Hey, you with the face
With the demands of work, school, friends and family blending into the fast-paced life of a college student, efforts recommended for postponing death and preventing disease are often ignored. Before one reaches for their second soda, they should consider the facts. Many of the leading causes of death can be averted. The CDC lists diabetes, cancer, and heart disease as particularly preventable chronic diseases.
Not surprisingly, the same lifestyle people are generally encouraged to lead is beneficial in the battle against succumbing to diabetes, cancer and heart disease. Maintaining a healthy weight, exercising, not smoking, and eating a balanced diet are frequently perpetuated messages. They can be heard in PSA's, during a doctor's visit, on health shows such as Dr. Oz and even within dialogue amongst peers and family.
While such a lifestyle borders on common sense, the obesity rate keeps increasing, people keep smoking, and neglect their nutritional needs.
Excess weight is a major contributor to the top three preventable chronic diseases. The CDC reported that from 2007-2008, 33.9 percent of adults were considered obese, while 34.4 percent were overweight (not obese). That is 68.3 percent of the adult population living dangerously at risk for life threatening conditions. Type 2 diabetes, the most common form of diabetes, is present mostly in the overweight and inactive. A typical college student can use small steps such as participating in sports, taking the stairs, or even going the long way to class to combat weight gain and inactivity.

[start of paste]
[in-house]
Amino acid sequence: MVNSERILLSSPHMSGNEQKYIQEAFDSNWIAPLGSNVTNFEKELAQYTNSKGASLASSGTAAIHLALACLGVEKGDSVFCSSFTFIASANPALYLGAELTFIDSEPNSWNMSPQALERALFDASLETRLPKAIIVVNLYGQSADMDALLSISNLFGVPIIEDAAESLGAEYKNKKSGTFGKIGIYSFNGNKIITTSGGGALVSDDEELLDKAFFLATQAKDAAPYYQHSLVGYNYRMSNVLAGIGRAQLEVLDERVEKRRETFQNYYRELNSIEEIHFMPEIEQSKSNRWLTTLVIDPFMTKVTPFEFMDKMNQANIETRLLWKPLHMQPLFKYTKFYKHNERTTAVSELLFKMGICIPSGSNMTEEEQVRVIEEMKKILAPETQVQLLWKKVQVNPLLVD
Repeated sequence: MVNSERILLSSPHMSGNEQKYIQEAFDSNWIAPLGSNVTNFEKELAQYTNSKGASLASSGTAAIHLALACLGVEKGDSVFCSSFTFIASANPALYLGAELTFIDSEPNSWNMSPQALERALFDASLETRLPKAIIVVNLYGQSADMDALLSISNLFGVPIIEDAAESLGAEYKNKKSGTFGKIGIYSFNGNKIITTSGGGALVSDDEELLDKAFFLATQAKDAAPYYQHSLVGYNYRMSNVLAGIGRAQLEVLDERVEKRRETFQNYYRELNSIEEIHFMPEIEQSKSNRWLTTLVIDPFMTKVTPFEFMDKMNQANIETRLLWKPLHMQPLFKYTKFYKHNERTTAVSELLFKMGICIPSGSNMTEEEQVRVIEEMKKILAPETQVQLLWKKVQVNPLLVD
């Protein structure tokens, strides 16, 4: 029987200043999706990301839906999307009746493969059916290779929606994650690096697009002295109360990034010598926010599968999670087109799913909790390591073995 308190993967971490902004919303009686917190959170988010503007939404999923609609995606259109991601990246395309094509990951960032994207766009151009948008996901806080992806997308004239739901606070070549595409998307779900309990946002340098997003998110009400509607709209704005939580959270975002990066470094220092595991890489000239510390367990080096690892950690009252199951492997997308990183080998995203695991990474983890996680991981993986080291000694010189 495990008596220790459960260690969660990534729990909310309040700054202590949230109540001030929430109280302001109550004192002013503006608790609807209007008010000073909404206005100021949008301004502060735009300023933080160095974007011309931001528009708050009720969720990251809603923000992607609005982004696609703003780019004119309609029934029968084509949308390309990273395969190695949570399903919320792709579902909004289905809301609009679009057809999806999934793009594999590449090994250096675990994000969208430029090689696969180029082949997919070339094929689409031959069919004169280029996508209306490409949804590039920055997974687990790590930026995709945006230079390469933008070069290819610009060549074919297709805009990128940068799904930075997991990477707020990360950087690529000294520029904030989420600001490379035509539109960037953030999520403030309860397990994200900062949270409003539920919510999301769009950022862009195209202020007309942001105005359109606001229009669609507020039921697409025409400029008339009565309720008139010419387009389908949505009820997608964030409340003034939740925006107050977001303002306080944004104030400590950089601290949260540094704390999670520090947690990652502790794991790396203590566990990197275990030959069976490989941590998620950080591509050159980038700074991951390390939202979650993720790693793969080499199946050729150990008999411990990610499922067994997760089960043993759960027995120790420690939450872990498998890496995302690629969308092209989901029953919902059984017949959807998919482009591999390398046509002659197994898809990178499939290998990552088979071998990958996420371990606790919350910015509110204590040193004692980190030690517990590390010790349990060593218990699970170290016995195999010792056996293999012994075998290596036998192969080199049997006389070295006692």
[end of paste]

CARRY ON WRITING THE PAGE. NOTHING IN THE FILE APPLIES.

Abstaining from tobacco use will significantly decrease ones risk of heart disease and cancer. The World Health Organization claims tobacco use to be, "the single greatest avoidable risk factor for cancer worldwide." WebMD also discourages smoking as it doubles one's risk for heart attack. As for enjoying a friend's company in the presence of their smoke, that too is dangerous. According to the World Health Organization, second hand smoke has been proven to cause lung cancer in nonsmoking adults. While some may find PUC's smoking policy annoying or unfair, it holds up to the recommendations of the WHO, acting as a metaphorical bandage for unfairly given carcinogens.
Convenience seems to play a significant role in one's food choice. For example, a hungry college student with a paper due in two hours might choose accessibility over sustenance when it comes to nourishment. An apple usually needs to be washed, an orange peeled, a salad tossed but a bag of chips or an energy drink is an immediate boost.
Students are historically busy. Thinking of and taking action against death and disease while still in one's physical and social prime can be uncomfortable. Such prevention is necessary though, since death and disease shatter comfortable lives and lifestyles built on convenience.
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